Five things I learned on my way to a successful online marketing career
To me, career success is enjoying what I do and getting paid well to do it. Prior to my current occupation in online marketing, I had several jobs that I didn’t want to return to on Monday morning.
Some were worse than others. When I was selling at Dell, there were days when I wanted to walk to my car and not come back. Some jobs were better than others like teaching middle school kids at a Christian School. That was fun, but it didn’t pay a single-income family’s bills.
Since moving into online marketing, I finally have a job I love. I own two successful websites, I work less than I’ve ever worked, and I can work wherever there’s an internet connection and phone. Plus, I’m getting paid better than ever. To me, that’s a successful career.
Before I broke into the business, I contacted some people who worked online to ask them how they did it. A couple of generous souls replied. Trace Shelton, a writer and high-school friend, and Lisa Packer, an online copywriter both helped direct my new online career. In my attempt to pay it forward, this post is my response to anyone who would ask me how to succeed in an online marketing career.
1) Assess Your Skills
Before launching into a new career, it helps to know if you’re cut out for it. I took career assessment test before I got my first full-time job in online marketing. The test results showed potential careers that aligned with my skill-set. Marketing consulting was one of those careers. It’s probably good to invest in a professional career assessment before jumping into online marketing. The test I used was less than a $100.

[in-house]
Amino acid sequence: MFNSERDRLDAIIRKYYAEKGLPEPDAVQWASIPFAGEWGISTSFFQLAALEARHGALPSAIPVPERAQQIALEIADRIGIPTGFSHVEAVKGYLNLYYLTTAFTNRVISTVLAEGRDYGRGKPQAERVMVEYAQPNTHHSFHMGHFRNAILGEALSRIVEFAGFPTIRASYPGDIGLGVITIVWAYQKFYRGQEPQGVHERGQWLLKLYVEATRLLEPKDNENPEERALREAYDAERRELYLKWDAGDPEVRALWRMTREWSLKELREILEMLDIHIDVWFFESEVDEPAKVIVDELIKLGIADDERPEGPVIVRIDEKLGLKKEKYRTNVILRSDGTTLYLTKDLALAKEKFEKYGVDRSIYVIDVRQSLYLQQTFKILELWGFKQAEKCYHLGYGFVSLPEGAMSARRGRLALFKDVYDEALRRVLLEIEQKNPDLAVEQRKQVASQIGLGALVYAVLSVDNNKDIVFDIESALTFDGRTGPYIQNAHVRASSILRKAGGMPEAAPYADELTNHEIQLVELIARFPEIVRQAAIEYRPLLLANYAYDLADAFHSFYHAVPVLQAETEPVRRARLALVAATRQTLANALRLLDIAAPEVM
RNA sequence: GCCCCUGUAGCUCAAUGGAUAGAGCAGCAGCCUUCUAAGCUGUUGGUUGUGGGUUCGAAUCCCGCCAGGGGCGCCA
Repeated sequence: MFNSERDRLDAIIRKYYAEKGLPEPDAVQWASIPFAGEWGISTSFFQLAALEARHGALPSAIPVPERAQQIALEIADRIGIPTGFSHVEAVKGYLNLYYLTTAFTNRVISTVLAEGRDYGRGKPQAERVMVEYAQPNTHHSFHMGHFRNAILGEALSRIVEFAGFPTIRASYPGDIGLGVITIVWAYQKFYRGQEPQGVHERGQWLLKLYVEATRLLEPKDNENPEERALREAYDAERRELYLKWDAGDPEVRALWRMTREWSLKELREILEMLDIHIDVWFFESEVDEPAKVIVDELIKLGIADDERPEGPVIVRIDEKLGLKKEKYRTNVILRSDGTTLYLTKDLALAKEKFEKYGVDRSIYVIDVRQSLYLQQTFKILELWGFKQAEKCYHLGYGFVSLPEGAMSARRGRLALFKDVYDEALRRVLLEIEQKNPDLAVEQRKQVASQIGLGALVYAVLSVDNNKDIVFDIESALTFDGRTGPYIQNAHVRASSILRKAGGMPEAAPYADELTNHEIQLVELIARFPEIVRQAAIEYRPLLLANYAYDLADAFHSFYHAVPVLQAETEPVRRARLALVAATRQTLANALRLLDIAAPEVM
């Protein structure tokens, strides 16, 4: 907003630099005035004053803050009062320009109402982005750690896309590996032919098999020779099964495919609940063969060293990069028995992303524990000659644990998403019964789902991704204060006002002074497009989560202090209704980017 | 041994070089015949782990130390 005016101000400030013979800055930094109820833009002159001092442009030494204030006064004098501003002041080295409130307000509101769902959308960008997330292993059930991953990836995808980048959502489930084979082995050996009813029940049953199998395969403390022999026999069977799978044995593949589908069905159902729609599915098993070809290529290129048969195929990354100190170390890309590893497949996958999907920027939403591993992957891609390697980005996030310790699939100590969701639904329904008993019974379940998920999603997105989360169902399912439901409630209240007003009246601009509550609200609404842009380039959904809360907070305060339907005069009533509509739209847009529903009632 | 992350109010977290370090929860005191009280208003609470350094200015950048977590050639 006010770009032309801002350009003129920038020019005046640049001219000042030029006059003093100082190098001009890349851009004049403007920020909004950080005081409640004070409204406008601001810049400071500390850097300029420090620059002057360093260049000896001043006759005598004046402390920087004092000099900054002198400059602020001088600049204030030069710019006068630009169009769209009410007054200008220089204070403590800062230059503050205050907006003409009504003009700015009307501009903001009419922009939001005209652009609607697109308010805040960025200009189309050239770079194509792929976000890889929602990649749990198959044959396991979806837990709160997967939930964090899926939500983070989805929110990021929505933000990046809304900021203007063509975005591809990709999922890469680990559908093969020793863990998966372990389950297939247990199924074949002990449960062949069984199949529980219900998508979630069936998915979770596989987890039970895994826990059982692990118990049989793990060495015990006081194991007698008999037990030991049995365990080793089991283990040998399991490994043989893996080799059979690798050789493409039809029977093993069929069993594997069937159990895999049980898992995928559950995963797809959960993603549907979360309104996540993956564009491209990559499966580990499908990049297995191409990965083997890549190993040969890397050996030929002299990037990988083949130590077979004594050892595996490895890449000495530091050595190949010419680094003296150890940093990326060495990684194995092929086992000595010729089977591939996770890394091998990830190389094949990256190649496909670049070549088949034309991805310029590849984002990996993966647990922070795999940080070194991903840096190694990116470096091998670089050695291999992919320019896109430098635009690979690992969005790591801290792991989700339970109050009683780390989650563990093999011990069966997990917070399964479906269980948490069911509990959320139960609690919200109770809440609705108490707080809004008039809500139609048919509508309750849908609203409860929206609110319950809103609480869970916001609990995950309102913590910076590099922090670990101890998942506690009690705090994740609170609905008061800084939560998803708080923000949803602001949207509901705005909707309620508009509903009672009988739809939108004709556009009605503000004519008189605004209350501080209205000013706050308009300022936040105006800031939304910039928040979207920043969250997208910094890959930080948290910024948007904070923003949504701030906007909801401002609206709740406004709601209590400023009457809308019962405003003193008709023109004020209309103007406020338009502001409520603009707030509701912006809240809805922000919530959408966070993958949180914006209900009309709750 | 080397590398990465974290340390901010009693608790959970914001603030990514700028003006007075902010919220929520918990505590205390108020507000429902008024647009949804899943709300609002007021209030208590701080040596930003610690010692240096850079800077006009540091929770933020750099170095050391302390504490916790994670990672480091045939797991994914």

In addition, there were two skills that I have found helpful in online marketing. First, copywriting helps to frame what an offer is, what a market is, and how to connect an offer to a market. This was revolutionary stuff to a non-business major in college. Second, a head for math was helpful. There’s not a lot of complicated math in online marketing, but Excel acumen and basic business math have both contributed to my success. If you don’t like math – at least a little – online marketing may not be the best place for you.
2) Get a Job in Online Marketing
One of the best things you can do when you’re trying to learn online marketing is to get a job doing it, preferably in a marketing agency. The reason: you need to log a lot of hours to get good at something.
Michael Masterson, a direct response marketing genius, says you need 1,000 hours to be competent at anything. I think he’s right. How better to get a lot of hours doing something than to get a job doing it? Just think, if you work 40 hours a week in online marketing, you can hit 1,000 hours in 25 weeks, or about 6 months. Do something for two or three years and you get that much better.
Others may tell you to get a mentor. That’s great if you can afford it or if you know a successful person willing to help you for free. But getting a job doing it is still a better way to go. You’ll get the mentoring from more experienced people like managers and you’ll get the hands-on experience that isn’t learned any other way. Not to mention all the connections you make by working with people. I’m not great on networking, but I’ve picked up some extra work just from my connections at work.